Next week, in the second and final column on this subject (in this forum), I plan on offering practical steps to parents on speaking to your children and more importantly, engaging in the types of behaviors over the years that will help your children protect themselves from abuse.
© 2006 Rabbi Yakov Horowitz, all rights reserved
On a very personal note; several years ago, I prepared a few columns on the subject of sexual abuse. After much reflection, I decided not to run them, as I felt that the public was not yet ready to confront this painful reality. A few months ago, during the holy days of Rosh Hashana/Yom Kippur, as I prepared to face Hashem and give an accounting of my deeds, I was repeatedly haunted by the images of the many dozens of abuse victims that I have encountered over the years. For, I have visited substance abuse facilities where they attempted to recover from drug overdoses. I have tried my best to comfort their parents who were going through their own personal gehenom, while their children confront theirs. I paid shiva calls to bereaved parents and siblings of abused children who later committed suicide (and to those whose children’s suicides were presented to the public as death-by-other-cause).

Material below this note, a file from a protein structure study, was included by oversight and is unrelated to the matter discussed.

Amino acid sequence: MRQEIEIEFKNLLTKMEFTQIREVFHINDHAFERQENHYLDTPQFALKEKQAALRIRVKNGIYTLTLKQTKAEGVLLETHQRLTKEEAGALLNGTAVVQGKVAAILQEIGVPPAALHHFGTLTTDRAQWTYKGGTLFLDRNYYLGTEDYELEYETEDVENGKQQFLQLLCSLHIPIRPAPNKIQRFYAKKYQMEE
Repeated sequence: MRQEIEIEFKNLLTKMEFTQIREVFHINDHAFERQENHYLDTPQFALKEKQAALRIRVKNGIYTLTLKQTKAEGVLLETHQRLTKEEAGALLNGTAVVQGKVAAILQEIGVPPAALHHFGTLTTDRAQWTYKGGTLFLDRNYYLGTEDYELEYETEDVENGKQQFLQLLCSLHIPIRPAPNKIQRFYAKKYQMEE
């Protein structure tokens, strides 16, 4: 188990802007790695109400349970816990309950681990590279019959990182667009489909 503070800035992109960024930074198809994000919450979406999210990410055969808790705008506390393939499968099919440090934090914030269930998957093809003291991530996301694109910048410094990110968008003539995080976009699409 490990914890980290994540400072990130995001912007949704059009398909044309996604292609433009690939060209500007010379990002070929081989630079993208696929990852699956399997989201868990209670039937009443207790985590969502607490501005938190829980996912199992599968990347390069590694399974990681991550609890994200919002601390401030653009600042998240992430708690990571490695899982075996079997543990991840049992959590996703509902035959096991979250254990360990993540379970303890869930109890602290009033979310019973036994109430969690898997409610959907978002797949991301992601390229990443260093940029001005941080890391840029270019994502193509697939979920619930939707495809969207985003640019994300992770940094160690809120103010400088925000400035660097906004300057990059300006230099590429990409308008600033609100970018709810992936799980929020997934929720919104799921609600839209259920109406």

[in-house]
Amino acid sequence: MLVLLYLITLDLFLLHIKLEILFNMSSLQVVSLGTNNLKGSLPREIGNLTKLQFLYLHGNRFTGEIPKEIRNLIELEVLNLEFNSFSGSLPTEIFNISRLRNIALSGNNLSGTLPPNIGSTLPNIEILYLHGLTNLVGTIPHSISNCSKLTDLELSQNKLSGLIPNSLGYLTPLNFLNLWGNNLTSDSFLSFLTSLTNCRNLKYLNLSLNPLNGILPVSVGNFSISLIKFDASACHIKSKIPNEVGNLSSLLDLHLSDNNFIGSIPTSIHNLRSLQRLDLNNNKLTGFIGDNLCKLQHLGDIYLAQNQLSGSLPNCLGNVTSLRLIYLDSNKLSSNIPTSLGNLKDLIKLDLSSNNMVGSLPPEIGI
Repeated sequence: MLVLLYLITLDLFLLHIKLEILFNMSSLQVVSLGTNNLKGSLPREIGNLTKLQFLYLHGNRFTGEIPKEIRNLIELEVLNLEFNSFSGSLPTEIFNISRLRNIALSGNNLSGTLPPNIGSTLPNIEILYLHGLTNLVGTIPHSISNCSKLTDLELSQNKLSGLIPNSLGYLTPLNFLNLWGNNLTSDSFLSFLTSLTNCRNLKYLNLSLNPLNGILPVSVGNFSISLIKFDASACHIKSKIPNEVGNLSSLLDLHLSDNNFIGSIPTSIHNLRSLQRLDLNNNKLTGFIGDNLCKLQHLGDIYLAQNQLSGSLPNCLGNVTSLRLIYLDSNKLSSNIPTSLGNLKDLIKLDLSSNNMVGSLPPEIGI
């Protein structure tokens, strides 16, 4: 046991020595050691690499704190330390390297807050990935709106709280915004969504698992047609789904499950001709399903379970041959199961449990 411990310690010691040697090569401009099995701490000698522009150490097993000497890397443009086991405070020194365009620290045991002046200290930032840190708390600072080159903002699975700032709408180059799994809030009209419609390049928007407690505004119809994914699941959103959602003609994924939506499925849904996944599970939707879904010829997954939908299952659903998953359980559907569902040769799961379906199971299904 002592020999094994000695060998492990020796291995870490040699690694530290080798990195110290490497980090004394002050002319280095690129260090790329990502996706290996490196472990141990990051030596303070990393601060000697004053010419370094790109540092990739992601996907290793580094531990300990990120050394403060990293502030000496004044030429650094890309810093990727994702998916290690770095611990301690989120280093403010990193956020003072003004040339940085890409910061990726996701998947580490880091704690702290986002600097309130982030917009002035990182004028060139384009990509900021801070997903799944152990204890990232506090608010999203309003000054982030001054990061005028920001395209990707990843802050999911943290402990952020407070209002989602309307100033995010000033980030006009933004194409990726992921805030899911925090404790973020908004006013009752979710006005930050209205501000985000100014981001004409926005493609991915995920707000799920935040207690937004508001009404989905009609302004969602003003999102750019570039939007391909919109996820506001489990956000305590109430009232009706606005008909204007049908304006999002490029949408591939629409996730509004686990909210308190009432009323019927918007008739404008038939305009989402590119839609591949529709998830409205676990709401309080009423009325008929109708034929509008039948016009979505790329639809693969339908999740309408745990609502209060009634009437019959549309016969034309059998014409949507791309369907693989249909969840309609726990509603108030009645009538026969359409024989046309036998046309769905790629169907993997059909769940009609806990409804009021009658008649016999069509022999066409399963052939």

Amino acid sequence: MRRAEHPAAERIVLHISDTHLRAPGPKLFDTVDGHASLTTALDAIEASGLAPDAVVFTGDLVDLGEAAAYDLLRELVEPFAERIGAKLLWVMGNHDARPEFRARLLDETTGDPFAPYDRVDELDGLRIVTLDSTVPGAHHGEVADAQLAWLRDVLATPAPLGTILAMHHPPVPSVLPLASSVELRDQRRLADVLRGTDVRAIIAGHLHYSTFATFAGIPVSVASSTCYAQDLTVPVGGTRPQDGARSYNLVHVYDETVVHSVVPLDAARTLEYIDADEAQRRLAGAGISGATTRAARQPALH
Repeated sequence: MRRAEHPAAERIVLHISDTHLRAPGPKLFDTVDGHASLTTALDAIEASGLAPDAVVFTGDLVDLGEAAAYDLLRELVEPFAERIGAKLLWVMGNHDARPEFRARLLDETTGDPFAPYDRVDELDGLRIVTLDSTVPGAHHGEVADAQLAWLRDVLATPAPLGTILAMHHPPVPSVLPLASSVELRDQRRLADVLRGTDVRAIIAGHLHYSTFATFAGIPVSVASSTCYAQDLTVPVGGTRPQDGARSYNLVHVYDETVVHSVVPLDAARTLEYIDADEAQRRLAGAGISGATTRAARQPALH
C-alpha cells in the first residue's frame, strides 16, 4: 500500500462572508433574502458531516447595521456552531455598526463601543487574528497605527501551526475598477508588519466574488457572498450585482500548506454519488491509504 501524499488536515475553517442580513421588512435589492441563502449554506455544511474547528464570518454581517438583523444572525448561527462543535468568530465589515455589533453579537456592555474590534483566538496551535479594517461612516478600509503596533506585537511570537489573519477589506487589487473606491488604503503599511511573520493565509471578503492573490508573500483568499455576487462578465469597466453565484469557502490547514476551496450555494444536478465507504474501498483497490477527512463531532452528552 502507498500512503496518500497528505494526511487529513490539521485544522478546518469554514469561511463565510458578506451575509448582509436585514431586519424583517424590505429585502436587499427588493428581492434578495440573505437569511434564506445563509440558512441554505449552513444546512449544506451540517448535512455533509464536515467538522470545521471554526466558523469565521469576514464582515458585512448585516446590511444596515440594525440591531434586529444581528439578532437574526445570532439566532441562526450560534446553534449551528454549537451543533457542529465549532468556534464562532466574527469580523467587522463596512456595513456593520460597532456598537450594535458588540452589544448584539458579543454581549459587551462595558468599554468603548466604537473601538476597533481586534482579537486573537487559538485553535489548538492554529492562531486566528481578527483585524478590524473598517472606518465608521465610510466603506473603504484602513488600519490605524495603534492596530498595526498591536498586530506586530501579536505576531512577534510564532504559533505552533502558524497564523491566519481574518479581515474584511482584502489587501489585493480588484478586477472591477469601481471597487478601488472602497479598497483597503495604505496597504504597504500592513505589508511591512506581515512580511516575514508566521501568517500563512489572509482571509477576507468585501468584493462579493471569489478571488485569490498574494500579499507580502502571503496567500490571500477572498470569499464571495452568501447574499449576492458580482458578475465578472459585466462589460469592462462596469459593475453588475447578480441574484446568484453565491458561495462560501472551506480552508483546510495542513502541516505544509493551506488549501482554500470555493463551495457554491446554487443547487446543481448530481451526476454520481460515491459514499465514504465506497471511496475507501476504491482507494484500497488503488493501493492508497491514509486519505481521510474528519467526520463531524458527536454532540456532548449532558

As I davened in shul this past Yom Kippur, I kept feeling that I betrayed the victims by not publishing the columns I had written – to prevent others from being victimized and to provide a tiny measure of validation and comfort that a community leader is acknowledging their pain and the reality of their lives. I promised myself that another Yom Kippur would not go by with my silence on this matter. The response to this letter I received is a small first step in this process, and I plan on publishing the columns in the not-too-distant future.